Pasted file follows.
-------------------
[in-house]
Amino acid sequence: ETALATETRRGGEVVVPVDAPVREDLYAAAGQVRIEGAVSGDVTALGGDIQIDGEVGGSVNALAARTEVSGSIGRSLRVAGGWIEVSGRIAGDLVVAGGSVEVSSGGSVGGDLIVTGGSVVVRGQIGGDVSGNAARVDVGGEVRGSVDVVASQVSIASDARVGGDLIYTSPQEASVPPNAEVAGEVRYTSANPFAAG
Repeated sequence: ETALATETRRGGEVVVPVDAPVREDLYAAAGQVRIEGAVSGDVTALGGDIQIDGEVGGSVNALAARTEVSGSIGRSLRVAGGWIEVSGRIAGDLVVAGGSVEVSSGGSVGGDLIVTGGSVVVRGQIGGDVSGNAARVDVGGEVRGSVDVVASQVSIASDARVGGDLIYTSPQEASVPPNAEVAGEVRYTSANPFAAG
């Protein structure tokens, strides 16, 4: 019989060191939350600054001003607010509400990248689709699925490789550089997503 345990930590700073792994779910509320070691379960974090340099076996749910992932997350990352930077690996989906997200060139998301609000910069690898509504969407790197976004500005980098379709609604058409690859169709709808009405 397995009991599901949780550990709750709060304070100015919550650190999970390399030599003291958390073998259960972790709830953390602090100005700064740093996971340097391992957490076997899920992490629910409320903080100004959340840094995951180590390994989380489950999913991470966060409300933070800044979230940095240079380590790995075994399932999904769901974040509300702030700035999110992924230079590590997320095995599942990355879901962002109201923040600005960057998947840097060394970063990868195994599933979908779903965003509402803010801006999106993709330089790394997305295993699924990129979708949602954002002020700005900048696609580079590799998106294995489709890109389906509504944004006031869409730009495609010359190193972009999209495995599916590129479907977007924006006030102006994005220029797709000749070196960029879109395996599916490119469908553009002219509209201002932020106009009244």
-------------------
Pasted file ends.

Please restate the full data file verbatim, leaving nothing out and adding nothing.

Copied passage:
[in-house]
Amino acid sequence: ETALATETRRGGEVVVPVDAPVREDLYAAAGQVRIEGAVSGDVTALGGDIQIDGEVGGSVNALAARTEVSGSIGRSLRVAGGWIEVSGRIAGDLVVAGGSVEVSSGGSVGGDLIVTGGSVVVRGQIGGDVSGNAARVDVGGEVRGSVDVVASQVSIASDARVGGDLIYTSPQEASVPPNAEVAGEVRYTSANPFAAG
Repeated sequence: ETALATETRRGGEVVVPVDAPVREDLYAAAGQVRIEGAVSGDVTALGGDIQIDGEVGGSVNALAARTEVSGSIGRSLRVAGGWIEVSGRIAGDLVVAGGSVEVSSGGSVGGDLIVTGGSVVVRGQIGGDVSGNAARVDVGGEVRGSVDVVASQVSIASDARVGGDLIYTSPQEASVPPNAEVAGEVRYTSANPFAAG
């Protein structure tokens, strides 16, 4: 019989060191939350600054001003607010509400990248689709699925490789550089997503 345990930590700073792994779910509320070691379960974090340099076996749910992932997350990352930077690996989906997200060139998301609000910069690898509504969407790197976004500005980098379709609604058409690859169709709808009405 397995009991599901949780550990709750709060304070100015919550650190999970390399030599003291958390073998259960972790709830953390602090100005700064740093996971340097391992957490076997899920992490629910409320903080100004959340840094995951180590390994989380489950999913991470966060409300933070800044979230940095240079380590790995075994399932999904769901974040509300702030700035999110992924230079590590997320095995599942990355879901962002109201923040600005960057998947840097060394970063990868195994599933979908779903965003509402803010801006999106993709330089790394997305295993699924990129979708949602954002002020700005900048696609580079590799998106294995489709890109389906509504944004006031869409730009495609010359190193972009999209495995599916590129479907977007924006006030102006994005220029797709000749070196960029879109395996599916490119469908553009002219509209201002932020106009009244």